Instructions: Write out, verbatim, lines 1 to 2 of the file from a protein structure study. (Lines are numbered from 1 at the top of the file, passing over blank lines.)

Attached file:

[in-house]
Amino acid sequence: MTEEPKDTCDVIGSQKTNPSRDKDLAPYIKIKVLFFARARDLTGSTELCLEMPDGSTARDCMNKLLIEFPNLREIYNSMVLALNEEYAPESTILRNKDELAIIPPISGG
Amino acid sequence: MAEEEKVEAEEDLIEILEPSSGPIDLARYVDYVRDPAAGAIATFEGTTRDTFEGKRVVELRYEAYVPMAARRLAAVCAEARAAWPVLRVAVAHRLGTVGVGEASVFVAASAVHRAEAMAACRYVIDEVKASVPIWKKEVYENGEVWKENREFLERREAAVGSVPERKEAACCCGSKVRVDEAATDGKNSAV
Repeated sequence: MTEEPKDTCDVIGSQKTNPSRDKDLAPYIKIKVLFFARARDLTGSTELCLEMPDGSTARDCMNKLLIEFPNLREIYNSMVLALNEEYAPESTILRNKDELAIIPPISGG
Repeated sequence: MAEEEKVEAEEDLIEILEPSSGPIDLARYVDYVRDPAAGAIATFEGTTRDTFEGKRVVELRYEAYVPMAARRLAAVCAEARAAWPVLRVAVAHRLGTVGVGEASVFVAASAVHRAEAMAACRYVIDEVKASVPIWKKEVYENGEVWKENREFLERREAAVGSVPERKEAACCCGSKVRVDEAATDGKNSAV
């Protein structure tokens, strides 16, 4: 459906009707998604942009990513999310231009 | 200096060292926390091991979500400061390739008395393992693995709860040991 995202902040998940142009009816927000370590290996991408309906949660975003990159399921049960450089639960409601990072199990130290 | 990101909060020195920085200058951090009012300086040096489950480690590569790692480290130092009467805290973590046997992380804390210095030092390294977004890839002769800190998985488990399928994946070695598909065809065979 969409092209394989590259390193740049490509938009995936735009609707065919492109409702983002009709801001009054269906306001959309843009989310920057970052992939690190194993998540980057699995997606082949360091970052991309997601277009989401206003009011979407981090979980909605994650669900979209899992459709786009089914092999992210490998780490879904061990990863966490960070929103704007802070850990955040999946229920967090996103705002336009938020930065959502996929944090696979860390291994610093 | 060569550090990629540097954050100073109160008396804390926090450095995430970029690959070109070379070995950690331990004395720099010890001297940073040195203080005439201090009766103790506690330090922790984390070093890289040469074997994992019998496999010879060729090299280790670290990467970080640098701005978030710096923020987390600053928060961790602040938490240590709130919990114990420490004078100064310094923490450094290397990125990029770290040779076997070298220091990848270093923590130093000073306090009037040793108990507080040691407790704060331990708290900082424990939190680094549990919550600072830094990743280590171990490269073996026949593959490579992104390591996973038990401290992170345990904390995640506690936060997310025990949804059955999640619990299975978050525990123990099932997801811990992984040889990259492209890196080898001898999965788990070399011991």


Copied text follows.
[in-house]
Amino acid sequence: MTEEPKDTCDVIGSQKTNPSRDKDLAPYIKIKVLFFARARDLTGSTELCLEMPDGSTARDCMNKLLIEFPNLREIYNSMVLALNEEYAPESTILRNKDELAIIPPISGG